With recent reports highlighting that 5G-enabled factories could deliver a productivity boost to UK manufacturing of between £2.6 billion (€3.03 billion) and £6.3 billion (€7.34 billion), it is perhaps surprising that smart factory technology simply wasn’t on the radar of 27% of respondents to the Annual Manufacturing Report in 2019.
Two years after the DCMS 5G Testbed and Trials (5GTT) programmes launched in the UK, things seem to be looking up though, with 80% of respondents to a 2020 MAKE UK survey reporting they would be ready to introduce Industry 4.0 by 2025. This is up from just 20% three years earlier.
What are the barriers?
So, with potential gains on offer from Industrial Internet of Things (IIoT) now quantified, what are the barriers real and perceived to wide-scale adoption across the manufacturing sector, says Ste Ashton, business lead at nexGworx, the 5G Testbed as a Service. And how can we remove these to effectively unleash the power of smart, connected manufacturing more widely?
Lack of awareness of potential real-life applications, security concerns, funding challenges and simple management time constraints in the face of day-to-day operational pressures accentuated by the Covid-19 pandemic are all frequently cited as reasons many management teams have yet to actively embark on their smart factory journey. These are all issues that are amplified for smaller, supply-chain companies which have typically fewer resources to dedicate to operations beyond the here and now.
That’s why, when the UK’s first live 5G factory trials took place at the Worcestershire 5G Testbed through 2018-2020, crystallising real-life use cases and developing an understanding of the practical challenges involved with setting up reliable and secure 5G networks in demanding industrial environments was central to the programme.
Live 5G factory trials
Working with locally-based Worcester Bosch, Yamakazi Mazak and security partner QinetiQ, among others, the trials covered everything from changes to factory floor production processes; exploring preventative maintenance using IoT sensors and data analytics to predict failure; real-time analysis; remote machine operation and maintenance; and designing security into 5G networks and applications.
In pioneering work for the small to medium sized enterprise (SME) sector, aerospace manufacturer AE Aerospace has also been developing its ‘glass factory’ concept, looking at how private 5G networks can be used to plan production, collecting and monitoring performance data in real time to optimise production and create a new ‘capacity availability’ model; using sensors to locate and ensure gauges are correctly calibrated; and testing artificial intelligence (AI) to improve the inspection process.
Real IIoT and smart factory use cases
All of these are real, tangible use cases that bring the potential of IIoT and smart factories to life in a way that perhaps just talking about networks, connectivity and bandwidth cannot.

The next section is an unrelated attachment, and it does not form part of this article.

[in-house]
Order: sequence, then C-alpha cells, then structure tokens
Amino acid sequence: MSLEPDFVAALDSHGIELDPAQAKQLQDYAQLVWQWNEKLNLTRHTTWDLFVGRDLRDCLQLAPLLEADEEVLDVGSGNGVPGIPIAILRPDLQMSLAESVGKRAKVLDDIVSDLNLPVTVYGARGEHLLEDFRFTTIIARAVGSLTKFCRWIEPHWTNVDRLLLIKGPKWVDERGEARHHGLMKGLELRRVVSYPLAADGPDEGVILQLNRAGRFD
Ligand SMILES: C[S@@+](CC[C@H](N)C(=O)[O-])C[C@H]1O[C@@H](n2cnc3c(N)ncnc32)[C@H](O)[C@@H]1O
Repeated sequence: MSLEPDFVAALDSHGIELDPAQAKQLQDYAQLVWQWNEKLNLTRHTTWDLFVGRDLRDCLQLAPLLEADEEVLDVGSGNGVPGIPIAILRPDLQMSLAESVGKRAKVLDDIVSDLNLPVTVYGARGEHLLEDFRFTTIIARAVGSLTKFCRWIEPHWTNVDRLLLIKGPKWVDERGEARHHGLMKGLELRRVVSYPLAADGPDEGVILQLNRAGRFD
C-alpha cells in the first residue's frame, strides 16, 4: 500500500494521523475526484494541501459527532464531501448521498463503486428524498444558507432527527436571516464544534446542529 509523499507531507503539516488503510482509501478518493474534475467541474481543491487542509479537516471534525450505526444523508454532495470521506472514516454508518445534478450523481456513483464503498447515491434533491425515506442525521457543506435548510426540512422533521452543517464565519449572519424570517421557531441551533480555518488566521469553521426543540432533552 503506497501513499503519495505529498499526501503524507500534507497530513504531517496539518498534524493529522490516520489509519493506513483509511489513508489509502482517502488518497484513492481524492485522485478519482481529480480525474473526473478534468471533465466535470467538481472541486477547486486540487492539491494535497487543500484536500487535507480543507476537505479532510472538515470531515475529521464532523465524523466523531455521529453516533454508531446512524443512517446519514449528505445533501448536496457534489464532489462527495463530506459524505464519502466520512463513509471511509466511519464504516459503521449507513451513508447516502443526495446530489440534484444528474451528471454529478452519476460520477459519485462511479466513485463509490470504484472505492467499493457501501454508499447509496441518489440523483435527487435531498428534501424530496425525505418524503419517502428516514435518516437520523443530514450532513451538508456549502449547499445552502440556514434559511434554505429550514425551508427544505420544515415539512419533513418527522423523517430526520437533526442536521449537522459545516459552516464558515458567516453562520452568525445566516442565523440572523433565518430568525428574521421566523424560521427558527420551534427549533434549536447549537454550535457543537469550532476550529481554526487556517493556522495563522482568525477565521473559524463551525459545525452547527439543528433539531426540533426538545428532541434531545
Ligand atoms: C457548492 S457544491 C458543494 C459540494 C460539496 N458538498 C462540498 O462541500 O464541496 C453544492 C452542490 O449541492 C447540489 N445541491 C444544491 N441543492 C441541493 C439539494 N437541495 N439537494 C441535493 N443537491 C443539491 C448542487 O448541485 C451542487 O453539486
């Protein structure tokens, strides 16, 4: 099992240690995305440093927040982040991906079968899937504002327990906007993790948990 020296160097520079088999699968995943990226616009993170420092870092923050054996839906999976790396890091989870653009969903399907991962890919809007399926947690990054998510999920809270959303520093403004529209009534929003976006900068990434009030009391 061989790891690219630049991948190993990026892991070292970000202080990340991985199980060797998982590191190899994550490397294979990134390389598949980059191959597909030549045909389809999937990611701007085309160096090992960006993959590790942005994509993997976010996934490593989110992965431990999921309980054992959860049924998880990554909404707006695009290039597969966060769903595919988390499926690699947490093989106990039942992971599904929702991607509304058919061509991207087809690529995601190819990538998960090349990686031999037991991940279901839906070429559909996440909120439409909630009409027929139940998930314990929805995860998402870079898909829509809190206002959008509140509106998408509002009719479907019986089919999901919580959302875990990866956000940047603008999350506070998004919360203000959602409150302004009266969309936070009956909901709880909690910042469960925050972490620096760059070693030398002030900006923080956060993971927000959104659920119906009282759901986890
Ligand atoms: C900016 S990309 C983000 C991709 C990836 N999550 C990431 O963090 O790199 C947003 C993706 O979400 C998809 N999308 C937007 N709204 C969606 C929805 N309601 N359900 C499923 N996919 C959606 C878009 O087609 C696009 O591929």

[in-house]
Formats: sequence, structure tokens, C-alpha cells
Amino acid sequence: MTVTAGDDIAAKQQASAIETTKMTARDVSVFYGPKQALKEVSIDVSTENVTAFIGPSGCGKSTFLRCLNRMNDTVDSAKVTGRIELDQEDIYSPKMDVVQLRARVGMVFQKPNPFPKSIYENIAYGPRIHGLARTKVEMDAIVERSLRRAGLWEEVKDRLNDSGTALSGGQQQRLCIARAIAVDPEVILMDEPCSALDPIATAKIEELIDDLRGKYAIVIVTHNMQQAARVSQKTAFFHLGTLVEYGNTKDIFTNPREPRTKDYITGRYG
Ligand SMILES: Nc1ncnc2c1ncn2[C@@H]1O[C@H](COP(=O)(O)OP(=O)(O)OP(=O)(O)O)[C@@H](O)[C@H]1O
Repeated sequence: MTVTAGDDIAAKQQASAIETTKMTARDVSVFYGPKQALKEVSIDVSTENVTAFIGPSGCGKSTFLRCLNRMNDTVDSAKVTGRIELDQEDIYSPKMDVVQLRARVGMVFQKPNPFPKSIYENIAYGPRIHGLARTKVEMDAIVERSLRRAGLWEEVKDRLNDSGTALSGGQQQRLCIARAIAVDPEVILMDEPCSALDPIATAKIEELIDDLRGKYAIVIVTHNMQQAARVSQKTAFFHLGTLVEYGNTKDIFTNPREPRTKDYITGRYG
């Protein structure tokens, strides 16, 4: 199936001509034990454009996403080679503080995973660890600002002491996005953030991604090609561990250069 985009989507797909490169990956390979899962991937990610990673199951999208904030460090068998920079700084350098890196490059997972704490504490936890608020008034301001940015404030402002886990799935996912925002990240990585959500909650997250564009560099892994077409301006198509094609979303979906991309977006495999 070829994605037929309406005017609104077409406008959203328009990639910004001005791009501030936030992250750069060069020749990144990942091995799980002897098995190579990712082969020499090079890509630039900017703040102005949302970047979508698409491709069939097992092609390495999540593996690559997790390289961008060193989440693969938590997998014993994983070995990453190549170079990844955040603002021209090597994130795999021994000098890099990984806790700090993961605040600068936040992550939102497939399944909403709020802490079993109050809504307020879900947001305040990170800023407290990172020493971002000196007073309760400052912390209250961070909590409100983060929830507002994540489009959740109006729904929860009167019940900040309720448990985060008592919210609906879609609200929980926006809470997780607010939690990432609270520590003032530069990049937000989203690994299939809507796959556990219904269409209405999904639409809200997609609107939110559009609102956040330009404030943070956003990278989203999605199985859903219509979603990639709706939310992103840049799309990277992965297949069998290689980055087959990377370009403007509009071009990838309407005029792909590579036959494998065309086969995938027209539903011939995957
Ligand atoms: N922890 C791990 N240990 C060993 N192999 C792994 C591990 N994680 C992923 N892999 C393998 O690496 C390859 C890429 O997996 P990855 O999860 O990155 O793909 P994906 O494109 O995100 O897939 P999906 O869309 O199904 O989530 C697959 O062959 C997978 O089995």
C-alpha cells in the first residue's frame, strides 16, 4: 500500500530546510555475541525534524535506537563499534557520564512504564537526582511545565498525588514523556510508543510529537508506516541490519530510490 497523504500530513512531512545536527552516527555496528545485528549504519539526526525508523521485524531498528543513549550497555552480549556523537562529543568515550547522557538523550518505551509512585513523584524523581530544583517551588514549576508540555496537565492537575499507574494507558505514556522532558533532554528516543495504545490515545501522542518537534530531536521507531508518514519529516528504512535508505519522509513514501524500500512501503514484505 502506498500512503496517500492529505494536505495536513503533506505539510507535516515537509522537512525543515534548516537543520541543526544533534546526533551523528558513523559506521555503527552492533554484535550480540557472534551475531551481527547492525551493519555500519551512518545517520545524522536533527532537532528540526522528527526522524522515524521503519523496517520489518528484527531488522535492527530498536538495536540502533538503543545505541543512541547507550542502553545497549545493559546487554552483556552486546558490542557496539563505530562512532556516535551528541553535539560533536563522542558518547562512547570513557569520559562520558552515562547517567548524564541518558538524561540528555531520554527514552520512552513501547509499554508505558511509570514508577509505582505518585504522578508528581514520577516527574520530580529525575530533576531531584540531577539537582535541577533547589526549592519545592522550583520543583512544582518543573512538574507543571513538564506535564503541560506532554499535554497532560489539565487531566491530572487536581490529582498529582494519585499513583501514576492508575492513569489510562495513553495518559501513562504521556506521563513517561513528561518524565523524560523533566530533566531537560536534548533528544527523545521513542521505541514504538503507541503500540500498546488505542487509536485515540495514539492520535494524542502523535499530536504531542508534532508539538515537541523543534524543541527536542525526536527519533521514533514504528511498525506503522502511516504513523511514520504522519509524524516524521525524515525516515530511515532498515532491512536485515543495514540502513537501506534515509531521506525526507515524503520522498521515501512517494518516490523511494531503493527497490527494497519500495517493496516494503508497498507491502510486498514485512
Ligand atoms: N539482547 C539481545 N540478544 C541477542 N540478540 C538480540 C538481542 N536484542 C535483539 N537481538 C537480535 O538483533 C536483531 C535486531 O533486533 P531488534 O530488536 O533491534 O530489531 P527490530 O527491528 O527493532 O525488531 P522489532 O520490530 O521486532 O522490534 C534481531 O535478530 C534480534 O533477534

Crucially, these trials have demonstrated that while some individual use cases will require 5G networks on their own merit, there isn’t one killer application or use case that will drive 5G adoption more likely, the installation of private 5G networks will be best justified where several applications operating together require the benefits that 5G offers.
Applications are likely to arise from existing continuous improvement programmes and, as such, Industry 4.0 readiness may well be led by a combination of continuous improvement, operational and research & development (R&D) teams. However, while productivity gains, quality control, health and safety, customer experience and a greener agenda are all demonstrably achievable through smart factories on a site-specific basis, these gains are significantly amplified by driving collaboration across project teams, in-house departments, manufacturing sites, supply chains and customer operations.
Ensuring manufacturers up and down the supply chain have access to testbeds, indoor and outdoor 5G networks, both public and private, to develop and hone their IIoT ideas is, therefore, crucial to the realisation of full potential gains. Centres of excellence such as the Manufacturing Technology Centre in Coventry and independent Testbed as a Service providers can play a big part here.
With so many potential applications and technologies to choose from, knowing where to start can be overwhelming. However, working in conjunction with expert teams who are living and breathing IIoT technology every day means manufacturers can cut huge amounts of time and waste from the process.
There is a wealth of support now available for manufacturers of all sizes to explore the potential 5G offers. This may come in the form of access to testbeds, funding streams to support manufacturing based 5G trials, use case demonstrators, evidential data to support business case development, and accessing experienced networking teams that understand the installation and security challenges.
With Governments across Europe investing heavily in networks and trials to drive adoption within their own sectors, there has never been a better time to identify the right IIoT opportunity for your business and lead the charge into this smart new age.
The author is Ste Ashton, business lead at nexGworx, the 5G Testbed as a Service.